If your dog has realized that he will get a reaction from you when you see him eating his poop, he is more likely to repeat the behavior.
In your dog’s mind, there is no such thing as negative attention from you.
Be mindful that your obsession with this funky habit may actually be a contributing factor in it continuing.
5. Getting Rid of the Evidence
Some dogs will eat poop after pooping in places where they know they weren’t supposed to go.
In this case, they know that they weren’t supposed to poop in that area and are just trying to get rid of the evidence.
Naturally, this is more likely for non-potty trained dogs. If you haven’t started potty training yet, I’d recommend taking a look at our full guide here.
If your dog has seen other dogs eating their own poop, this could be the reason for his behavior. Learned behavior is a common thing among pack animals.
They observe their parents, littermates, and playmates when figuring out how to live.
If you’ve recently brought your dog home, then there’s a very good chance that they could “grow out of” this behavior now that they’re removed from their littermates.
“My Great Dane Eats His Poop – Should I Worry?”
While the above reasons are generally innocuous, there are some situations where coprophagia could signal an underlying health problem. In these cases, you should take it seriously and address the issue.
Your dog may be eating his poop because he isn’t getting the right vitamins and minerals in the food that you are giving him. He may be seeking that nutrition in his own poop.
It’s also possible that your dog is eating his poop because he has a parasitic infection, gastrointestinal problem, or diabetes. In these cases, you’ll probably observe other symptoms.
These can include vomiting, diarrhea, lethargy, weight loss, and excessive thirst. If you observe any of these symptoms, you should take your dog to the vet and see what he or she has to say.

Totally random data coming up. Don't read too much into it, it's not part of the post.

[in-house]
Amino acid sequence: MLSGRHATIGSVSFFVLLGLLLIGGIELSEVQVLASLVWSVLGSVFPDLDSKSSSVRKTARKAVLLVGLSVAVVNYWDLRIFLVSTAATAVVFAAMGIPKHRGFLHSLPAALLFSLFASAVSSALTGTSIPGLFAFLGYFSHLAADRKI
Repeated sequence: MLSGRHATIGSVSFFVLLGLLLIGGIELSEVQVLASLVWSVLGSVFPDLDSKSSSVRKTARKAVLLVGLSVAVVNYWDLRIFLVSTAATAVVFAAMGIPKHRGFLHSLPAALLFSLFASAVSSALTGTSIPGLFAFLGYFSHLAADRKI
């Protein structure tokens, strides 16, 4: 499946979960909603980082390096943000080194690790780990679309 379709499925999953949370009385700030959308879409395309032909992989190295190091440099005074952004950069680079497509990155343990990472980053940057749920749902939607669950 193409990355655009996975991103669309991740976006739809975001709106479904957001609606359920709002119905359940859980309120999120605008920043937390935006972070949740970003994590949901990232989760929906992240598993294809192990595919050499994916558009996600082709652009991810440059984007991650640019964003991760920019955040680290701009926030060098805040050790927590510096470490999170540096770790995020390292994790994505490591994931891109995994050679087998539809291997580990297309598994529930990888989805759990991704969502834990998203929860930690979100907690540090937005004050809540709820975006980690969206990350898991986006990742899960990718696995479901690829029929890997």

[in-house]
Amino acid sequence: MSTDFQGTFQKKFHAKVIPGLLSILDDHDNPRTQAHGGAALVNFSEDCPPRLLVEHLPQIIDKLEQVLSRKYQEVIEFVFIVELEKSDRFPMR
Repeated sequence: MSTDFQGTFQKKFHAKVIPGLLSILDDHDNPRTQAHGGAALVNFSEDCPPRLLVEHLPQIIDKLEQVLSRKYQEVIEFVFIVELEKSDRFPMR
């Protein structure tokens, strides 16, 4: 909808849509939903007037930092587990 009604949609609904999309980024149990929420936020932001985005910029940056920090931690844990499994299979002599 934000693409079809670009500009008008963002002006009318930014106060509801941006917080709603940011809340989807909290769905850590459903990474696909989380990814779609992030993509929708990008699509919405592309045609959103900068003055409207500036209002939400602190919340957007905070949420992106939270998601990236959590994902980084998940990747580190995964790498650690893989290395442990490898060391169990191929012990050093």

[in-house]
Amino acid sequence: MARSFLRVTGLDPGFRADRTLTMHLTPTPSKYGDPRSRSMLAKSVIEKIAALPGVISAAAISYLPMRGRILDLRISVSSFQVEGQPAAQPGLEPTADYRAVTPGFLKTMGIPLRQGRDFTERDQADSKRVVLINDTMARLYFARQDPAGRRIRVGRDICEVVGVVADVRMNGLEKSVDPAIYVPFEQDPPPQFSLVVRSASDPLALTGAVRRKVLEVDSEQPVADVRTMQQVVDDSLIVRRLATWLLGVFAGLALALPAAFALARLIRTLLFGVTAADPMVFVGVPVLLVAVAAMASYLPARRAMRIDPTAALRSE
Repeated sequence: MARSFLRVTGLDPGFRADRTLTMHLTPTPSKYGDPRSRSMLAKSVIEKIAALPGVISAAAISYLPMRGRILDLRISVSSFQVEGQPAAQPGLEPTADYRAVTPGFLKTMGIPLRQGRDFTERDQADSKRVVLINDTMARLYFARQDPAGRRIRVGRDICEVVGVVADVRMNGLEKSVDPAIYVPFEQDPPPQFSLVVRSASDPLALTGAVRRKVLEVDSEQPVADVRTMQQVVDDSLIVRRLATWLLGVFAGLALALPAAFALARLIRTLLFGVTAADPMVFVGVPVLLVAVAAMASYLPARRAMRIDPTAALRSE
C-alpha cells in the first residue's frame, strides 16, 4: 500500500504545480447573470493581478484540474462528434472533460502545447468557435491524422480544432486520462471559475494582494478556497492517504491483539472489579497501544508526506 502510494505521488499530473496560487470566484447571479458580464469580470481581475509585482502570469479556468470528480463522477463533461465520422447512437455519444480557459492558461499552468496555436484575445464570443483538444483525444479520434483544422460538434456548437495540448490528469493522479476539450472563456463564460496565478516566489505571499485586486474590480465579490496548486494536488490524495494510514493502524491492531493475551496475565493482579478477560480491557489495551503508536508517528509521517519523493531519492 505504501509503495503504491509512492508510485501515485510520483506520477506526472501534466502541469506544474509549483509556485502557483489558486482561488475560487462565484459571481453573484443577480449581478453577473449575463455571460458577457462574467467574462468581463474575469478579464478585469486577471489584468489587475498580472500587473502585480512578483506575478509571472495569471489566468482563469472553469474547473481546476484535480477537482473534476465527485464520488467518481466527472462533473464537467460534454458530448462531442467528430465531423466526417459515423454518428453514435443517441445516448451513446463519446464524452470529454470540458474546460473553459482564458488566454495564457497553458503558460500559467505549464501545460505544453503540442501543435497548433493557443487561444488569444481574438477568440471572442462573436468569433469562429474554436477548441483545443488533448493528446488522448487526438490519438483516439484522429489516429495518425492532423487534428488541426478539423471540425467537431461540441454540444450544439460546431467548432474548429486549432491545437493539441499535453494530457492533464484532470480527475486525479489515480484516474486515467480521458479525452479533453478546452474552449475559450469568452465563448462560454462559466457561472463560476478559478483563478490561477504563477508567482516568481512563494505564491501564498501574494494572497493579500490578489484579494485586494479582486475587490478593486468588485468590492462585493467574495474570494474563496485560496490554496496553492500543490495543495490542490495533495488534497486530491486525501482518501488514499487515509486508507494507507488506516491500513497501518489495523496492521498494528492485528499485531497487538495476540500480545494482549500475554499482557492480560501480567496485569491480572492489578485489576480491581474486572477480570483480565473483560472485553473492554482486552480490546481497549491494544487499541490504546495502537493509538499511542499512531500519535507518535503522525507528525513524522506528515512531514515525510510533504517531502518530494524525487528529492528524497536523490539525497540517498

How Can One Stop a Dog from Eating Poop?
If you see that your dog is eating his poop, there are things that you can do to stop this behavior. Make sure that you’re giving him high-quality dog food and keeping him on a consistent feeding schedule.
Also, make sure that he has plenty of physical and mental stimulation.
It would also be useful to keep the yard free of poop.
If your dog has this problem, it might be better to walk your dog on a leash and clean up after him as soon as he does his business, rather than letting him do his business in your yard and leaving it behind.
There are certain coprophagia deterrent products that you can add to your dog’s food as well, although you should check with your vet before putting them in your dog’s food. Pineapple and pumpkin will also be likely to make his poop less appealing to him.
If you have a cat, dogs often enjoy eating cat poop as well because cat food has proteins that your dog usually doesn’t get in his own food. In this case, you should put your litter box in a place that only your cat can get to.
You may be very concerned that your Great Dane is eating his poop, but the truth is that it likely means nothing. This is a behavior that dogs have been engaging in since they descended from wolves.
For about 20% of dogs, it’s completely normal, and your dog might be one of the 20%.
However, it doesn’t mean your dog has to eat his poop. If you want your dog to stop, make sure you are providing proper nutrition, and take him to the vet if you suspect a medical problem.
And if the dog is healthy, maybe it’s time to take preventative measures, change the diet, or look for products that could stop this behavior.